Creepy Bruce Ivins was the anthrax mailer say psychiatrists

Posted in Bioterrorism at 11:39 pm by George Smith

News broke Tuesday of a psychiatric report commissioned to evaluate Bruce Ivins’ mental health and medical records.

The report confirms Ivins was a creepy, mentally unbalanced man fond of harassing a national girls’ sorority. These qualities fit the circumstantial case the FBI built against him as the perpetrator of the most famous bioterror attack in this country’s history.

Noted by the FBI here, a redacted form of the executive summary of the “Expert Behavioral Analysis Panel” is here.

Curiously, while the mainstream media broke the story — the Los Angeles Times had it first — every major news article dealing with it obscured where it could be found.

This only underlined the media’s eternally grasping need to be the only official purveyors of all information.

Moving along, Ivins — the panel concluded, should not have been hired by USAMRIID/Fort Detrick. He had a history of criminal and psychotic behavior dating back to his days as a postdoctoral researcher at the University of North Carolina.

While there he continued an obsession with a women’s sorority and one member of it. The obsession arose when Ivins was rejected by a girl from Kappa Kappa Gamma while at the University of Cincinnati, a rejection that seemed to have curdled his entire life.

In the case of one sorority girl, which the report refers to as KKG#2, Ivins went so far as to steal her lab research notebook, an act of sabotage aimed at screwing up her work toward a Ph.D.

The panel concluded Ivins compartmentalized his life, showing himself only to be a benign eccentric, an antic clown juggler at parties and keyboard player at church, to his professional associates at Fort Detrick.

Hidden was his dark side, obsessed with the Kappa Kappa Gamma sorority to the point of engaging in criminal break-ins of sorority houses so that he could steal papers from the women. And a campaign of harassment through the mail which included forging a letter to the editor from one of the women he was fixated on, subsequently published in the newspaper, in order to publicly embarrass her.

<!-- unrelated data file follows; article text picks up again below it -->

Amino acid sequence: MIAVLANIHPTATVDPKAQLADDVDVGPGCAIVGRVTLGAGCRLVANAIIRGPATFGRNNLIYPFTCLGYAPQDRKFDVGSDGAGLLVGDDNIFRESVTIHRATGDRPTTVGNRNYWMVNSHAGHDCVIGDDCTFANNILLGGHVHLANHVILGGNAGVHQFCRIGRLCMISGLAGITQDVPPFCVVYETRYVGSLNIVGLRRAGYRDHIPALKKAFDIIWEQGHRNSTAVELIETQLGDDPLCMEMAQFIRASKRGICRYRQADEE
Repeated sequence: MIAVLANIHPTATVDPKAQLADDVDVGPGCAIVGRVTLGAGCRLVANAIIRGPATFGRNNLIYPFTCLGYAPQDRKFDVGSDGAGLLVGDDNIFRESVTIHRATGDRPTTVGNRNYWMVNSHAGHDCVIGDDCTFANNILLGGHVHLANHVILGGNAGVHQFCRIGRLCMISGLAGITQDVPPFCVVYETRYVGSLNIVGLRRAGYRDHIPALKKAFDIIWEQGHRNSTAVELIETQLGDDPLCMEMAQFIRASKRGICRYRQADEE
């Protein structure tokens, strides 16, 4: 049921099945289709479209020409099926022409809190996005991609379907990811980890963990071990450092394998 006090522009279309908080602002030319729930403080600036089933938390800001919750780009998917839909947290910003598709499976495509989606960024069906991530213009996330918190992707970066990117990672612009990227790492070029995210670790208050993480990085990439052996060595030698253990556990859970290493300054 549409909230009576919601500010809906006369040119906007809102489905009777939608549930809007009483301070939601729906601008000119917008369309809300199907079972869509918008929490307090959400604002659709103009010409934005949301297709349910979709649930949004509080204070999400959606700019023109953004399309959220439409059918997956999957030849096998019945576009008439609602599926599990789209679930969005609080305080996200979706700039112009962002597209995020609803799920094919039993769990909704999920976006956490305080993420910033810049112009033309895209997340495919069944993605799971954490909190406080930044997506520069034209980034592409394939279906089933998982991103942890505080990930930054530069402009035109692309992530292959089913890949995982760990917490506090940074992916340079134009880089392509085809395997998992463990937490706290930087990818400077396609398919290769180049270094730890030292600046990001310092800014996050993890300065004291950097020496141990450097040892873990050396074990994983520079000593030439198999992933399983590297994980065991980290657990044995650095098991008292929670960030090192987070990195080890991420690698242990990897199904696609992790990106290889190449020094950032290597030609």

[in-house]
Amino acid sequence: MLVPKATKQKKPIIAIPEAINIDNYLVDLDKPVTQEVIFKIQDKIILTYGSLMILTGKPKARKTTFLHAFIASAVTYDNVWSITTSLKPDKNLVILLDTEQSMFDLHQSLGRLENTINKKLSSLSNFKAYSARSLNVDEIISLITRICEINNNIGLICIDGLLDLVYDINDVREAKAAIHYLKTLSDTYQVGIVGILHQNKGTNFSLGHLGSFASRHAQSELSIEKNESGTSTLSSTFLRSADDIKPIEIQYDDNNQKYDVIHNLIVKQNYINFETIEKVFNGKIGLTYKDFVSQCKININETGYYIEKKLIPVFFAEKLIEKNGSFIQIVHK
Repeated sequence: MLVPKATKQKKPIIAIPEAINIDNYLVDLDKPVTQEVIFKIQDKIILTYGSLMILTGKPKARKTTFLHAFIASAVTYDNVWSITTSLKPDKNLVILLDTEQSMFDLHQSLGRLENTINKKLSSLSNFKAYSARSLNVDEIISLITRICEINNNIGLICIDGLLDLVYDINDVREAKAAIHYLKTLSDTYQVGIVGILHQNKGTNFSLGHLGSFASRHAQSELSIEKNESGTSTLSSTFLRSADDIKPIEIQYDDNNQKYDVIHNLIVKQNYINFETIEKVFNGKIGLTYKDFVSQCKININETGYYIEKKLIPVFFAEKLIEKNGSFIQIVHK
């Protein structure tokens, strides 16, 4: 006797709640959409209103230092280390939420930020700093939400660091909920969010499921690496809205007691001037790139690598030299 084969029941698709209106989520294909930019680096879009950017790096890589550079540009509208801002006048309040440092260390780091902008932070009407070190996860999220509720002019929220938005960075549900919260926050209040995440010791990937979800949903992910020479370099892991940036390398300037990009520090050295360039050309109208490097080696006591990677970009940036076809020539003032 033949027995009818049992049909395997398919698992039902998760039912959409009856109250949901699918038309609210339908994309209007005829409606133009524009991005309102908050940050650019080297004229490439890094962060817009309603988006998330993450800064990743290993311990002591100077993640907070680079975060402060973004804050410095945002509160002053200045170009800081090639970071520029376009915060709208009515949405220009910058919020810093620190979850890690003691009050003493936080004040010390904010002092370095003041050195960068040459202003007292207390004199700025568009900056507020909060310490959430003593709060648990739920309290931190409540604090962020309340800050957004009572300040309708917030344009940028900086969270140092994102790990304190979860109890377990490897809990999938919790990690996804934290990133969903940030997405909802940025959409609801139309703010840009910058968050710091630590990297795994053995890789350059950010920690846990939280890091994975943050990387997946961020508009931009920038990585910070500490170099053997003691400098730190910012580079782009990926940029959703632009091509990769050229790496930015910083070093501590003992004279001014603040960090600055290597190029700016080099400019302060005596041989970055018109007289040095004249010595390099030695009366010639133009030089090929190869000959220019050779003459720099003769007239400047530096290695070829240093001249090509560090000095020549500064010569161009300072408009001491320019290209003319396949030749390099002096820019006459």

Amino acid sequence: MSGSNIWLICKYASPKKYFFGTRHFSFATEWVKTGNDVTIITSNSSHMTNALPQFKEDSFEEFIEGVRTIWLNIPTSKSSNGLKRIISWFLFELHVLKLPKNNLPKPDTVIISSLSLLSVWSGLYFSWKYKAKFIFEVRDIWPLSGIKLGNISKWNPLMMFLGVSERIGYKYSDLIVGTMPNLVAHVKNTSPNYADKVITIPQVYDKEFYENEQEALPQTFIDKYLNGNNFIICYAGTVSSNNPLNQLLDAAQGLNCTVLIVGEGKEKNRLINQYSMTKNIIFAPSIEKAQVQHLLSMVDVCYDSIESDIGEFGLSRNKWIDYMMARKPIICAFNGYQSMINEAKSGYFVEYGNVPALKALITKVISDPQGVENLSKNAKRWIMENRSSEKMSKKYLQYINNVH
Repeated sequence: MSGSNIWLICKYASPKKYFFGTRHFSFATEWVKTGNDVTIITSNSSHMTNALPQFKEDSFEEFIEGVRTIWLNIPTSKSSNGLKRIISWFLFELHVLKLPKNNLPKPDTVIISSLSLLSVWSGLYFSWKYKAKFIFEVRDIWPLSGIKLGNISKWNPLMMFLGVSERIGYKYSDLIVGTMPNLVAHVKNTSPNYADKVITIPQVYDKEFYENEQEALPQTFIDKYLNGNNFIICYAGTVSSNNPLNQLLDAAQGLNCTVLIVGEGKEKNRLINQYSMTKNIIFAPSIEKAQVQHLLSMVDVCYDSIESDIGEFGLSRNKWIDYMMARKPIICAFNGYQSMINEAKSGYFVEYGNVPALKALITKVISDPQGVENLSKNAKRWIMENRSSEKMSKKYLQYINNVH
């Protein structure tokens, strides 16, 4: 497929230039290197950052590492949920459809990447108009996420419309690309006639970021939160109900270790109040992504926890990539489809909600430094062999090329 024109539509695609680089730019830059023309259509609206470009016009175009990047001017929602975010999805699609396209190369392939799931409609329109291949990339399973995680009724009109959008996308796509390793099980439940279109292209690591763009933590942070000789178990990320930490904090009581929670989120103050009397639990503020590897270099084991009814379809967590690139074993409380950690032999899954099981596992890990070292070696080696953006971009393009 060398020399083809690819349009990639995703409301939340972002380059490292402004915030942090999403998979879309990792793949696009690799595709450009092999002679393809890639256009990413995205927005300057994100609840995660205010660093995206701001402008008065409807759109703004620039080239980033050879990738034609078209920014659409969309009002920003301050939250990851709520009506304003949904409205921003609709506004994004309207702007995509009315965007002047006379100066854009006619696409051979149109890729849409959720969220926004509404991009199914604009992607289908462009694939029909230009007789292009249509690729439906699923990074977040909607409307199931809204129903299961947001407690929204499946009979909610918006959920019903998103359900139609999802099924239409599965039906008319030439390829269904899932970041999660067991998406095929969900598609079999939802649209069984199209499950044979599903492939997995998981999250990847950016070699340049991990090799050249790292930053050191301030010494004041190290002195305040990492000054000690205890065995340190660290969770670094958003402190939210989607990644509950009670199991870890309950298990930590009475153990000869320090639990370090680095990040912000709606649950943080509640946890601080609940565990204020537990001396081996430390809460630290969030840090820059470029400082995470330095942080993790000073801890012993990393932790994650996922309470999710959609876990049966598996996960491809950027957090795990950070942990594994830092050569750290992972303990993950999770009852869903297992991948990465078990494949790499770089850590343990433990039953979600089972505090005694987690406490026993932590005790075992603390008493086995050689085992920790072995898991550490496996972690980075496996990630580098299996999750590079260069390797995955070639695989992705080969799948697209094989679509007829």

This event “demonstrated Dr. Ivins’ deviousness and willingness to use others, as well as the United States Postal Service, to accomplish his stealthy retribution.”

So enraged with the KKG sorority was Ivins, reads the report, he chose to mail anthrax letters from a mailbox 175 feet from its office at Princeton in New Jersey as a symbolic gesture.

The psychiatric panel also concluded Ivins had “a specific plan” to shoot people in order to go out in a “blaze of glory” as the FBI investigation closed in. At this time, just prior to his suicide, his involuntary commitment to a mental ward “likely prevented a mass shooting.”

If you read the summary you’re left with the conclusion Ivins was indeed a vile and very troubled man, totally capable of being the nation’s, ahem, finest bioterrorist.

And, directly, it’s another indictment of the culture of complacency at USAMRIID/Fort Detrick. It also calls out the obvious — whether any personal reliability programs the US bioterrorism research industry, massively built up since the anthrax mailings, actually work at all.

Again, the executive summary of the psychiatric analysis, is here.

Much of the material in the executive summary is derived from the details in a large FBI file on Ivins here.

1 Comment

  1. Dick Destiny » Creepy Bruce — the book said,

    May 30, 2011 at 8:35 am

    […] a couple months back, published here: Ivins [a psychiatric] panel concluded, should not have been hired by USAMRIID/Fort Detrick. He […]